Sir Thomas Metcalfe playing Holi may sound far-fetched but if late Mrs Everett’s tales be true, the British Resident at the Mughal court did not mind indulging in the festival of colours. However, his orders were that dabbling in colour took place outdoors in the garden so that his drawing room, adorned with busts of his hero Napoleon, were not spoilt. There is no mention of Metcalfe’s celebrations to welcome the month of Phagun, which coincides with spring but grandmother's tales do mention Holi-playing as part of Metcalfe’s policy of winning the allegiance of the Hindus of Delhi to balance his love for Mughal culture, which made him spend the hot weather months in a mausoleum-turned summer house in Mehrauli. But before he moved to Mohd Quli Khan’s tomb, he bade goodbye to winter at Metcalfe House (Mataka Kothi to the locals).
Rajas, nawabs, zamindars and seths came to his residence in North Delhi, many of them from Chandni Chowk with red gulal powder to sprinkle the Lat Sahib, dressed in kurta-payjama and minus his famous kid gloves. However, after the “Mutiny” of 1857, things changed at Metcalfe House which had been looted and badly damaged by the nomadic Gujars who thought that the house was built on their ancestral land and taken away from them at very cheap rates.
Sir Thomas Metcalfe was dead by then, allegedly poisoned by Zeenat Mahal, Bahadur Shah Zafar’s favourite wife, and his successor Sir Theophilus Metcalfe had suffered much humiliation during the Great Revolt, being chased half-naked through the streets of Delhi until a kind Thanedar (police superintendent) of Paharganj took pity on him and helped him escape to Rajputana on horseback.
After that Sir Theophilus became a sworn enemy of the residents of Delhi and to play Holi with them like his forebear was unthinkable for him. Incidentally, Sir Thomas Metcalfe’s soiled Holi clothes were not washed but given away to his Hindu servants, who willingly accepted them as a prized gift from the Lat Sahib and cleaned and wore them throughout the summer, at least this is what Mrs Everett, who stayed in the Civil Lines, used to say. Maybe her tales were exaggerated but not entirely untrue if the gossip of those days is to be relied upon. Now only the DRDO scientists and their families are among those who play Holi at Matka Kothi.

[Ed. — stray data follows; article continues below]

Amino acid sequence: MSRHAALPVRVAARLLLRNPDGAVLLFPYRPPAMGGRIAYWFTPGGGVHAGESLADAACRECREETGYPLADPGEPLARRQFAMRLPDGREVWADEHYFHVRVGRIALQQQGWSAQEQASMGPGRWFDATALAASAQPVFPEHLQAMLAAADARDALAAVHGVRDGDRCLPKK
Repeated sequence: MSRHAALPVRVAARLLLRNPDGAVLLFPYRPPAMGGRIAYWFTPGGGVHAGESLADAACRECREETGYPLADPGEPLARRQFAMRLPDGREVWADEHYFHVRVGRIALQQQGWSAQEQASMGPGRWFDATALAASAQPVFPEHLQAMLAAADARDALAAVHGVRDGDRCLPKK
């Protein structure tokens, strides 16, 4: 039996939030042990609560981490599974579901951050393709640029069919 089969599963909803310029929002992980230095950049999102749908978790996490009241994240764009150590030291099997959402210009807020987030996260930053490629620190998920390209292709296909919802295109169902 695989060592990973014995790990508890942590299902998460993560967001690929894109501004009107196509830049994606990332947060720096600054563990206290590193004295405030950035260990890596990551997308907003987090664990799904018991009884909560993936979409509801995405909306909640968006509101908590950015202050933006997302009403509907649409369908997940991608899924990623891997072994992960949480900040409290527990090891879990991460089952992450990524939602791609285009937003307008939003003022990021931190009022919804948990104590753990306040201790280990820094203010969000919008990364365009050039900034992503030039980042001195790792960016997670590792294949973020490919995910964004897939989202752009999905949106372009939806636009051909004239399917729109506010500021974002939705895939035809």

Like Metcalfe House, Hallingar Hall, was also a place where sahibs played Holi. It was built imitation of the Metcalfe Testimonial of Sir Thomas’ elder brother, Sir Charles Metcalfe at Agra and drew quite a lot of Firangis from Delhi for once-a-month cocktail and dance parties, besides Holi and Diwali get-togethers with local seths and money- lenders. The Testimonial was destroyed in a mysterious fire in the late 1890s but Hallingar Hall survives as a ruined relic of the past.
At Hallingar Hall lived its owner T.B.C. Martin (Munna Baba), father used to recall. It is now a Government office, behind the Civil Courts in Agra, on the other side is the Martyrs’ Cemetery dating back to Akbar’s times and next to it the lodge built by Lady Dr. Ulrick. On the same road is the old cattle pound and then the huge bungalow where once resided Ball the magistrate. It was later occupied by the lawyer Tavakaley. Ball’s son lived in a thatched bungalow atop a hill opposite the old Central Jail. But now the hill has been cut down to make way for a colony and the jail site marks the sprawling Sanjay Place complex.
Mrs Ulrick had her clinic in Pipalmandi and died of old age over 70 years ago. She used to tell an interesting story about how once she entertained a group of Tommies, posted on riot control duty during Holi to dinner, which consisted of thick besan rotis and kaddu (pumpkin) sabzi. She left them to their meal and on returning found the besan rotis lined up against the wall. The soldiers had eaten the vegetable dish but left the rotis behind, thinking that they were some kind of Indian plates. That was way back in the beginning of the last century but the tale survives.
Ball was quite an institution. The old man was around at the time of the “Mutiny” and his son followed him into the magistracy. Ball Jr.’s daughter was an excellent dancer and beauty to wit. The old butcher Babudin used to say that when she passed by in her carriage on the way to the Agra Club for the Holi dance people stood on both sides of the road to applaud the pretty miss-baba. Ball Jr. migrated to South Africa but continued to correspond with his assistant, Amir Uddin (Bhai Sahib). Tavakaley was a slim, bespectacled man who was appointed receiver for the John Mills in the 1940s. His wife was a plump lady who used to come shopping in a car at first and then in a rickshaw. The shopkeepers, particularly the butcher’s son, were overawed of her. But she used to buy a lot, especially at Holi and Diwali, and so they did not mind being bullied a bit. Tavakaley died young and now his bungalow is also a Government office.
(R.V. Smith is a historian of Delhi)